Amazing Stuff. Enjoy!
Sunday, July 03, 2011
A quiet film tackling the big questions. Well, not so much as tackling as holding the questions up to the light in a way we might not have seen yet. Certainly " The Thin Red Line" was a war movie, but it was a war movie like no other, and this film, apparently long delayed, resonates at an even higher frequency than Thin Red Line.
Is that possible, one might ask, since the Criterion Blu Ray of the The Thin Red Line, freshly viewed, gave this viewer several days of shame about the quality of his entertainment choices.
Comparing TRL and Tree of Life is actually more appropriate than comparing it to Transformers or even Malick's last masterpiece, "The New World". Thematically TRL and TOL both probe the nature of man, the nature in man, and perhaps urges us, albeit obliquely, to humble thyself in the face of the beauty and majesty of the shape of chaos that seems to exist in every nook and cranny.
Call TOL "Affliction" with a positive outcome and a side of God, if one must, as long as one recognizes this is not a sign of conversion from yours truly. Malick has something to show us all. I was able to enjoy Transformers this long weekend also, so have no fear, I am not going all Arthouse on you. Tree of Life is for anyone with an open heart and an open mind.
(there are dinosaurs!)
Saturday, May 28, 2011
Saw Gil Scott Heron some time back in the '80's. Steel Pulse opened for him. He wrote songs with fantastic social commentary, catchy lyrics and a message, sometimes embedded in real poetry. Arguably his best known title, "The Revolution Will Not Be Televised", is proving prescient, if narrow-focused on "his people's experience" in the still struggling with it -- in spite of a black president -- United States. I am glad the USA has come as far as at has and refuses to say it is over.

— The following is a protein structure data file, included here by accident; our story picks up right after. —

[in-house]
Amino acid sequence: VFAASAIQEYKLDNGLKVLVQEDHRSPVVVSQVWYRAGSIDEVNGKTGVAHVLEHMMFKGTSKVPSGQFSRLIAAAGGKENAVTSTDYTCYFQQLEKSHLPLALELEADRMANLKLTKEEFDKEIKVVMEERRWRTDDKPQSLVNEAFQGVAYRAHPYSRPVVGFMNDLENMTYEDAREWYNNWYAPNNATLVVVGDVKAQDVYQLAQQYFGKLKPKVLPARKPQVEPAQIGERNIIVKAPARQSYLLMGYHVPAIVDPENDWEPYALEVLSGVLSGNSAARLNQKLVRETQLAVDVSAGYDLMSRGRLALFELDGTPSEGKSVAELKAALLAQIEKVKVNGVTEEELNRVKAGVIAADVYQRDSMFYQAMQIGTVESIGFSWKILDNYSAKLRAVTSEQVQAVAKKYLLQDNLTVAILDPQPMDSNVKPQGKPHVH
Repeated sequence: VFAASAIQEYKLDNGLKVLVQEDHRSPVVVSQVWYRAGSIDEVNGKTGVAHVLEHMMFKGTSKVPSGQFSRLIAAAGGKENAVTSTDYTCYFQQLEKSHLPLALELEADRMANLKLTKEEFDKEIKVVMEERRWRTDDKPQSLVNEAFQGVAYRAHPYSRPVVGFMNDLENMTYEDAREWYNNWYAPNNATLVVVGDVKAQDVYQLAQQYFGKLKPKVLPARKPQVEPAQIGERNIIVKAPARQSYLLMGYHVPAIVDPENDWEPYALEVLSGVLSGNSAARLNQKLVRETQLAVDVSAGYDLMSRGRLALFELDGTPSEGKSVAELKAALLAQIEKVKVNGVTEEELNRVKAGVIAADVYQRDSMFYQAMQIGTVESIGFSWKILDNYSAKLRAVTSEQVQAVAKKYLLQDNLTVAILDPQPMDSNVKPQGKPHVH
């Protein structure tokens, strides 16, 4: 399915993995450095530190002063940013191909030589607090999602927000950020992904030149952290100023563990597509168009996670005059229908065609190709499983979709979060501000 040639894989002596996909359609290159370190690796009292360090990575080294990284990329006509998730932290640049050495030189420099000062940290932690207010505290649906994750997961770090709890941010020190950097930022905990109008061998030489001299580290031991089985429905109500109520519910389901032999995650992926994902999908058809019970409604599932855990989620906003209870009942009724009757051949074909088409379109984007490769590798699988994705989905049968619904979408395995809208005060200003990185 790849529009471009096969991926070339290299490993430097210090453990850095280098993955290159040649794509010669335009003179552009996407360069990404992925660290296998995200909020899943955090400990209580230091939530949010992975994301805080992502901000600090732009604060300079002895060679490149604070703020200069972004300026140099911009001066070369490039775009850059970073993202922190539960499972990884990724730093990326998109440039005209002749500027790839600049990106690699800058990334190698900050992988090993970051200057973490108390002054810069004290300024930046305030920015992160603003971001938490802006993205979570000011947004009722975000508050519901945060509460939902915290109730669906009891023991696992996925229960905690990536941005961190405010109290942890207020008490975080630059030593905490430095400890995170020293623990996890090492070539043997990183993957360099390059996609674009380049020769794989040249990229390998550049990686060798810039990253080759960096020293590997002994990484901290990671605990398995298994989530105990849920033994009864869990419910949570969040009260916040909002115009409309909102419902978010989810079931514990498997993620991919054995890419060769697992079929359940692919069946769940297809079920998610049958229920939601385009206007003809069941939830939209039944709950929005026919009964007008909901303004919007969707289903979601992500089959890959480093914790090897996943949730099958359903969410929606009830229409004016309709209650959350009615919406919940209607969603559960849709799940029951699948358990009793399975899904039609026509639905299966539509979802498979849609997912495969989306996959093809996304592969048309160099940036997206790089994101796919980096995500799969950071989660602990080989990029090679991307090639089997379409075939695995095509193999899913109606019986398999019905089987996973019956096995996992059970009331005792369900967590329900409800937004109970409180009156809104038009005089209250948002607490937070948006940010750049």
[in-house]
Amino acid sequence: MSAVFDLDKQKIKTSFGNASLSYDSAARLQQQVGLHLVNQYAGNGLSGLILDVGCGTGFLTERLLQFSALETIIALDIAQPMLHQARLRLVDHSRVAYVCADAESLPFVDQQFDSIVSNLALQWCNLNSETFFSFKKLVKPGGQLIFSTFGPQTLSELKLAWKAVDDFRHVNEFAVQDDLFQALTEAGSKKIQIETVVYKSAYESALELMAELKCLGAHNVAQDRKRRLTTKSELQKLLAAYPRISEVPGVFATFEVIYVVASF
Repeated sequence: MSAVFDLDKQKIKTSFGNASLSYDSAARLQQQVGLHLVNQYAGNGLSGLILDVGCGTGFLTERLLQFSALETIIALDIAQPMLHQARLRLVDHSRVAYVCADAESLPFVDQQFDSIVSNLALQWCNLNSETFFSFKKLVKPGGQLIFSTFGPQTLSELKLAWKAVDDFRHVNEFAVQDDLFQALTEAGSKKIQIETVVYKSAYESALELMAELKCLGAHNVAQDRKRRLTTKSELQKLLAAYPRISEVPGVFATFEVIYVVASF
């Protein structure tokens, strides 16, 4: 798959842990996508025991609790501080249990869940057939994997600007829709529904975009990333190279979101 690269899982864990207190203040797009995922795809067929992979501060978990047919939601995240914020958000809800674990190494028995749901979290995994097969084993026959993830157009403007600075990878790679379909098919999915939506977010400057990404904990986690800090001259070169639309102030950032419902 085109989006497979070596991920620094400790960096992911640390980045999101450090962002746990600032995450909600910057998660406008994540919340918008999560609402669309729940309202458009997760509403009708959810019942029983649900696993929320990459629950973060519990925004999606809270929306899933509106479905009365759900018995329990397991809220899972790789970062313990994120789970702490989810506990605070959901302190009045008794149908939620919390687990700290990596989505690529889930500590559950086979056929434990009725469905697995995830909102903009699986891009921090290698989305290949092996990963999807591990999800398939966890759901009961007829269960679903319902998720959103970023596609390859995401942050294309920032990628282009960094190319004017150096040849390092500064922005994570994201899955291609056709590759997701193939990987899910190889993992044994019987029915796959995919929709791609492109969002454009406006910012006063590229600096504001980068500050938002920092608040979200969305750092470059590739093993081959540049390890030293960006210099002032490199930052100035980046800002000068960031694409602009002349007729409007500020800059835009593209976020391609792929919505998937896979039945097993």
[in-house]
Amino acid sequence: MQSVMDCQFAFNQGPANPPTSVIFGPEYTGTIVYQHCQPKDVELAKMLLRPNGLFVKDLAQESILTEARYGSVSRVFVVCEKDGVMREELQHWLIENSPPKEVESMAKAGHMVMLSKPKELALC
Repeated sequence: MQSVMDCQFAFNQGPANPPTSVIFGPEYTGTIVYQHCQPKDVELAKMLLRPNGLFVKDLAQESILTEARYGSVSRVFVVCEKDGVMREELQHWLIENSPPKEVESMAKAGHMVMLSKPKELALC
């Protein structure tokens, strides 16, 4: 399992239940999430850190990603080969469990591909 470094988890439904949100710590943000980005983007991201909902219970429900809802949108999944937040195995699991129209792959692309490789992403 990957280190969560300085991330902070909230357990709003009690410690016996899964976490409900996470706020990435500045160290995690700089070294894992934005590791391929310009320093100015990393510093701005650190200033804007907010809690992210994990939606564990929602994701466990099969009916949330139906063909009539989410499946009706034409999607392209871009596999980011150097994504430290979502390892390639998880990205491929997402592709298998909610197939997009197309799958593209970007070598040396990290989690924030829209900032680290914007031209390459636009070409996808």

Reading a recent New Yorker profile of him it seems like this might be the release from pain he has been chasing for awhile. Regardless, his voice, mind and passion will be missed.
Monday, May 02, 2011
A guest review from my Wife, Sarah Desmet. Yeah, she is a better writer!
When I learned of The King's Speech (TKS) trailers online I woke early in Costa Rica to begin downloading. By one afternoon several days later the snippets shared the King's awkward public address and beauty of Helena Bonham-Carter, but saved everything of the experience I would one day see on screen: The ineffable command to communicate we humans share, a soulful courage fighting halting, silent fear.
We are not birds with one signature chirp, but mammals with the shared grace of human speech. Slightly Cinderella but far from Pygmalion, TKS traces the battle line we worldwide fight from inside the mind: “What do you expect to hear from me?” “Do you understand the words coming out of my mouth?” “Can you feel me?”
Jeffrey Rush nails the future King in this fog of duty and asks “What are you afraid of?' To speak includes fear of not being understood for who you are, who you want to be, and who you must learn to be.
We were once two face to face lovingly crammed in an elevator going down to a Piccadilly Place where what we most feared – being direct, angry, honest -- is the native tongue. Today when one day a stutterer smooths a phrase we've heard haltingly ever before, we think, You found your flow! To do as others do does not give one his voice and TKS reminds us that to embrace being unique – left handed; a model maker, not collector – are places where we find our command of language. How we, as Kings, lead lives with the strength of clarity.
TKS shares a place of history when the language, the physical audio contact of how what was said, mattered so psychically, so physically – from tongue, jaw, heart, smile and finally ephemeral fears of being 'just human', and ever so full of grace.